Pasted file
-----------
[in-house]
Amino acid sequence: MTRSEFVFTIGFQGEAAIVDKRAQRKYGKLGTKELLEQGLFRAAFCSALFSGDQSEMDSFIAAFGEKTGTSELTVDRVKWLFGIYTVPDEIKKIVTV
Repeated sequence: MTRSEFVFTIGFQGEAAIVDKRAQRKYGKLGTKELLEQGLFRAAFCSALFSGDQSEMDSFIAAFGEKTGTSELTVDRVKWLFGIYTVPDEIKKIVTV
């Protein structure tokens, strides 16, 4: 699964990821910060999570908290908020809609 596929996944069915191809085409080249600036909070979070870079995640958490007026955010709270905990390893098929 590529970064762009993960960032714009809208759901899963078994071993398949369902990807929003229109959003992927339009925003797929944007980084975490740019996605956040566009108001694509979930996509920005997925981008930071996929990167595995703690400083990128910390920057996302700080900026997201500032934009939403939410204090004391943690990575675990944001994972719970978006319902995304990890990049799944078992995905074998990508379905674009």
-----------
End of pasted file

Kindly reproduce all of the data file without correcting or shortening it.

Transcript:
[in-house]
Amino acid sequence: MTRSEFVFTIGFQGEAAIVDKRAQRKYGKLGTKELLEQGLFRAAFCSALFSGDQSEMDSFIAAFGEKTGTSELTVDRVKWLFGIYTVPDEIKKIVTV
Repeated sequence: MTRSEFVFTIGFQGEAAIVDKRAQRKYGKLGTKELLEQGLFRAAFCSALFSGDQSEMDSFIAAFGEKTGTSELTVDRVKWLFGIYTVPDEIKKIVTV
């Protein structure tokens, strides 16, 4: 699964990821910060999570908290908020809609 596929996944069915191809085409080249600036909070979070870079995640958490007026955010709270905990390893098929 590529970064762009993960960032714009809208759901899963078994071993398949369902990807929003229109959003992927339009925003797929944007980084975490740019996605956040566009108001694509979930996509920005997925981008930071996929990167595995703690400083990128910390920057996302700080900026997201500032934009939403939410204090004391943690990575675990944001994972719970978006319902995304990890990049799944078992995905074998990508379905674009």